Jack London

 

Jack London (18761916), was an American author who wrote The Call of the Wild and other books. A pioneer in the then-burgeoning world of commercial magazine fiction, he was one of the first Americans to make a lucrative career exclusively from writing.

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From LibriVox:

  1. Call of the Wild   (Buck - a St. Bernard/Collie mix, is abducted and sold to a trainer of sled dogs in Alaska)
  2. The Faith of Man  (Collection of short stories)
  3. The Sea Wolf   (The Sea-Wolf introduces Jack London's most memorable, fully realized character, Wolf Larsen)
  4. The Scarlet Plague   (Science fiction set in a post-apocalyptic future of 2072, 60 years after a scarlet plague has depopulated the planet. )
  5. To Build a Fire    (19th Short story that should be read during a camping trip in the snow)
  6. White Fang  (The tale of a wild dog born in the wild and eventually brought to civilization)
  7. The People of the Abyss - Jack London lived for a time within the grim and grimy world of the East End of London, where half a million people scraped together hardly enough on which to survive. Even if they were able to work, they were paid only enough to allow them a pitiful existence. He grew to know and empathise with these forgotten (or ignored) people as he spoke with them and tasted the workhouse, life on the streets, … and the food, which was cheap, barely nutritious, and foul.
  8. The Leopard Man   (10th Story in Short Story Collection 003)
  9. The Cruise of the Snark  (A memoir of Jack London’s 1907-1909 voyage across the Pacific)
  10. Goliath  (4th story in Short Science Fiction # 12)
  11. The Shadow and the Flash   (4th story in Short Science Fiction # 12)
  12. Confession  (6th story in Short Story Collection 006)
  13. Love of Life   (14th story in Short Story Collection 006)
  14. The Sun-Dog Trial   (8th story in Short Story Collection 009)
  15. The Story of Keesh  (8th story in Short Story Collection 023)
  16. All Gold Canyon   (1st story in Short Story Collection 038)
  17. The Law of Life   (10th story in Short Story Collection 038)
  18. The Francis Spaight  (6th story from Ghost short Stories 005)
  19. Moon Face  (7th story in short story collection 39)
  20. Typhone off the Coast of Japan  (12th story in short story collection 30)
  21. The Heathen  (10th story in Short Story Collection # 040)
  22. The House of Mapuhi  (11th story in Short Story Collection # 040)
  23. That Dead Men Rise Up Never   (19th story in Short Story Collection # 040)
  24. A Piece of Steak  (1st story in Short Story Collection 41)
  25. An Adventure in the Upper Sea  (1st story in Short Story Collection # 43)
  26. That Spot (15th  story in short story collection 44)
  27. The Golden Poppy (10th story in Multilingual 1910 Collection)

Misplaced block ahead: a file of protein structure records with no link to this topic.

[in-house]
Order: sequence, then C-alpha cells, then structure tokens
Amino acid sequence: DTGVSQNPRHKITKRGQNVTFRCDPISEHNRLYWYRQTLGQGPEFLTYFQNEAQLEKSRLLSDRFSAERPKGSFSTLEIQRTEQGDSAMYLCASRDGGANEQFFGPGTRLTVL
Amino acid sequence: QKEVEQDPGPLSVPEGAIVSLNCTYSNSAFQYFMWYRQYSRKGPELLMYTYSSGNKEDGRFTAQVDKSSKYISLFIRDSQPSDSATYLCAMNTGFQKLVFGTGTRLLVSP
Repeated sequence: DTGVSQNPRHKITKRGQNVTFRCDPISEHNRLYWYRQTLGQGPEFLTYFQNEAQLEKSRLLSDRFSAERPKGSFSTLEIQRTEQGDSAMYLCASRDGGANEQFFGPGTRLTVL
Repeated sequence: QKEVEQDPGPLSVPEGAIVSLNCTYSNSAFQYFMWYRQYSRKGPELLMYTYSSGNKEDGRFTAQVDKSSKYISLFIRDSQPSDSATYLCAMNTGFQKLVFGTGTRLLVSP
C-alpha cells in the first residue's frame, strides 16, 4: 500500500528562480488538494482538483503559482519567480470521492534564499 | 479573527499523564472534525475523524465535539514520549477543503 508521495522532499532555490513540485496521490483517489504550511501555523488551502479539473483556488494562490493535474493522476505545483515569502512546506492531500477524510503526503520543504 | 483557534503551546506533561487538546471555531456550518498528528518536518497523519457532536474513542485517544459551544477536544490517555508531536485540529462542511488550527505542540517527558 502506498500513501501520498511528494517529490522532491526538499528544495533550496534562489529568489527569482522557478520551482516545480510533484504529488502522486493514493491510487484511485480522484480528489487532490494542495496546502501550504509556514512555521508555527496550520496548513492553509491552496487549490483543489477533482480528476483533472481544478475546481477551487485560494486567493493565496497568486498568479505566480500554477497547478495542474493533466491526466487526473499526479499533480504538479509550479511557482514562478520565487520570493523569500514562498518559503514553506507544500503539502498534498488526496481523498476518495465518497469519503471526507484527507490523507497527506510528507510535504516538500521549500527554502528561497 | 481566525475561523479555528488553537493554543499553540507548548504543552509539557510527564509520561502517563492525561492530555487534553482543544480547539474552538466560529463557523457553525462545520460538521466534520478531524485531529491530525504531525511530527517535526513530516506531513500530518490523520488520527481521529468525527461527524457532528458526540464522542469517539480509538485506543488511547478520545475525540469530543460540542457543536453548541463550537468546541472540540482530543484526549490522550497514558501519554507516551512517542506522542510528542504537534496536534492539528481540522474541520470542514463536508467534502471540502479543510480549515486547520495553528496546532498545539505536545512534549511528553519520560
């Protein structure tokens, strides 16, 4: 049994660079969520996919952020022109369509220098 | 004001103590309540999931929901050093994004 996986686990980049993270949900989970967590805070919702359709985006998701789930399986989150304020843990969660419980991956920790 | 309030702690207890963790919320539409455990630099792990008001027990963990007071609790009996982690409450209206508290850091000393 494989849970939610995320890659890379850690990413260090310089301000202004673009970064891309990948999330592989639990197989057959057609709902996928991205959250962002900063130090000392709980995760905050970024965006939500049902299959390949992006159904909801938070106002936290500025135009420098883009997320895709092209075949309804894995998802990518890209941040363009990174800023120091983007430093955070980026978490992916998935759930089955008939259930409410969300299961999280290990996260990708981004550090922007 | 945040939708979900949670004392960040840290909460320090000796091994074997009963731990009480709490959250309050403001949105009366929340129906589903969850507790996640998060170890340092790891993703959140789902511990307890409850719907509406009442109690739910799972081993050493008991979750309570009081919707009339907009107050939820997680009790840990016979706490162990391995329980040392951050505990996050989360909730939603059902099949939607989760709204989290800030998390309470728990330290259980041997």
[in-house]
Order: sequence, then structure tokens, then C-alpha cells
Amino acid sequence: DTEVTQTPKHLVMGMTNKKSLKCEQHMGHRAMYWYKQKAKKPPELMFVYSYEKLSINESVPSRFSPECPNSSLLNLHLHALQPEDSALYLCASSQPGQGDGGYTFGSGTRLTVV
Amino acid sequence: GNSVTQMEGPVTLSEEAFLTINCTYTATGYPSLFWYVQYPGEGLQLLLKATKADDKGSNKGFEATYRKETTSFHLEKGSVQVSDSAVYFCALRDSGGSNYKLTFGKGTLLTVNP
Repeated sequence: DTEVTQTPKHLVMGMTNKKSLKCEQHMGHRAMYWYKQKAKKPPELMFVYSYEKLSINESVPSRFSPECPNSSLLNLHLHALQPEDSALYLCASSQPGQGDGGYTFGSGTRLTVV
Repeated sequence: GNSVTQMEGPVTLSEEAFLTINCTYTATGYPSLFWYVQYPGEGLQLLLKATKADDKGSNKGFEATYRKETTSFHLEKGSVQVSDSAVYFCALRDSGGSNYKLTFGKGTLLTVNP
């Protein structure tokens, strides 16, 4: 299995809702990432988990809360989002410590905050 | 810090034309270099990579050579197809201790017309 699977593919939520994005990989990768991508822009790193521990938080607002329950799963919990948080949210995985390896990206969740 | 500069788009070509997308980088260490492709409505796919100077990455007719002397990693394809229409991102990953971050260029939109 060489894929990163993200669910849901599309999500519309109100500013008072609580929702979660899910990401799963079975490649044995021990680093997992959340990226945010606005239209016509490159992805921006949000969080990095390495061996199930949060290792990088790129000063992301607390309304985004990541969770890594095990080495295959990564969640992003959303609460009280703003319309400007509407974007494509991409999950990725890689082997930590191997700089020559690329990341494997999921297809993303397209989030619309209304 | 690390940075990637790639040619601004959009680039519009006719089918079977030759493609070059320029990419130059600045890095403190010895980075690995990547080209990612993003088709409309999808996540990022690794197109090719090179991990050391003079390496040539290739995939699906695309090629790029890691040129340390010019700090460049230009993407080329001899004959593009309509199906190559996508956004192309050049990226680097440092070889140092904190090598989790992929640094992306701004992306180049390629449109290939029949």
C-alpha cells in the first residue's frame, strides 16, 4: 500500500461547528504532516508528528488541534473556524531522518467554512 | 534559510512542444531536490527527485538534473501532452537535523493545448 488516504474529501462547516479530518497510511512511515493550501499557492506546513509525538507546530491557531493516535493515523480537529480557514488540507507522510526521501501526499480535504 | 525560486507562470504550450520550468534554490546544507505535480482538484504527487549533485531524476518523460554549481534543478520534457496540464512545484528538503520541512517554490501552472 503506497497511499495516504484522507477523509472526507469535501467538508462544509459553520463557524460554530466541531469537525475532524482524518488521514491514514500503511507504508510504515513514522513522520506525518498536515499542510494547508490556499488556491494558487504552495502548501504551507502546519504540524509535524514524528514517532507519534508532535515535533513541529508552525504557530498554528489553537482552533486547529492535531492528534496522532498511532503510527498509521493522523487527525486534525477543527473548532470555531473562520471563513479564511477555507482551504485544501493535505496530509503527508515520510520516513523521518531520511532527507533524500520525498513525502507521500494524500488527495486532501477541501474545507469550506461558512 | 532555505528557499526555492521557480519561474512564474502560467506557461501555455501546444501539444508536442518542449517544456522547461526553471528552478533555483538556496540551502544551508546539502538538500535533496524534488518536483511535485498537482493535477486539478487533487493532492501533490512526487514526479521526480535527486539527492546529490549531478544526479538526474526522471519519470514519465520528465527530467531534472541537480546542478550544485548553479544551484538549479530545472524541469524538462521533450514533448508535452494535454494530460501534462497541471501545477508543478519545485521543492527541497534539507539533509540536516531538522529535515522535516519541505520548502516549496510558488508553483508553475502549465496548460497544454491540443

28. A Thousand Deaths  (16th story from Ghost Collection # 10) 
  29. The Hobo and the Fairy (6th story in Short Story Collection # 45)
  30. Nam-Bok the Unveracious (11th story in Short Story Collection # 45)
  31. Told in the Drooling Ward (16th story in Short Story Collection # 45)
  32. Flush of Gold (7th story in Short Story Collection # 46)
  33. Lost Face (11th  story in Short Story Collection # 46)
  34. The Passing of Marcus O’Brien (16th story in Short Story Collection # 46)
  35. The Wit of Porportuk  (20th  story in Short Story Collection # 46)
  36. Yellow Handkerchief (20th story in Short Story Collection # 45)
  37. The Iron Heel - A dystopian novel about the terrible oppressions of an American oligarchy at the beginning of the Twentieth Century, and the struggles of a socialist revolutionary movement.
  38. Martin Eden - Martin Eden (1909) is a novel about a struggling young writer.  Jack London wrote, "One of my motifs, in this book, was an attack on individualism (in the person of the hero). I must have bungled, for not a single reviewer has discovered it."   While some readers believe there is some resemblance between them, an important difference between Jack London and Martin Eden is that Martin Eden rejects socialism (attacking it as 'slave morality'), and relies on a Nietzschean individualism. 
  39. The Banks of the Sacramento - (1st story in Short Story Collection # 47)
  40. Nothing Ever Came of Anything -  (8th story in Short Story Collection # 47)
  41. When the World Was Young -  (19th story in Short Story Collection # 47)
  42. Just Meat - (9th story from Short Story Collection # 48)
  43. Make Westing - (10th story from Short Story Collection # 48)
  44. A Nose For The King - (12th story from Short Story Collection # 48)
  45. A Wicked Woman  -  In these days of graphic rap lyrics it is hard to comprehend that young women were once very naive about love and sex. Meet Loretta, a young woman very much in the shadow of her sister Daisy. Loretta is sure she has already yielded her precious rose to Billy. Her new love finds Loretta isn't as wicked as she thinks.
  46. The Mutiny of the Elsinore - This is the story of a voyage of a sailing ship from Baltimore to Seattle, east-to-west around Cape Horn in the winter. It is set in 1913 and the glory days of “wooden ships and iron men” are long over. The Elsinore is a four-masted iron sailing vessel carrying a cargo of 5000 tons of coal. She has a “bughouse” crew of misfits and incompetents.

  41.  The Game - Jack London wrote at least four stories about boxing; A Piece of Steak (1909), The Mexican (1911), The Abysmal Brute (1911), and The Game (1905). The Game is told, in part, from the point of view of a woman, the fiancée of one of the competitors. This is to be his last fight and they are to be married on the morrow. Against her better judgment, she agrees to watch the bout.

42.  The Mutiny of the Elsinore - This is the story of a voyage of a sailing ship from Baltimore to Seattle, east-to-west around Cape Horn in the winter. It is set in 1913 and the glory days of “wooden ships and iron men” are long over. The Elsinore is a four-masted iron sailing vessel carrying a cargo of 5000 tons of coal. She has a “bughouse” crew of misfits and incompetents.  This book was published in 1915 and some actions of some of the characters seem odd to us today.

43.  To Build A Fire (1908 version) by Jack London  (17th story in Short Story Collection # 51)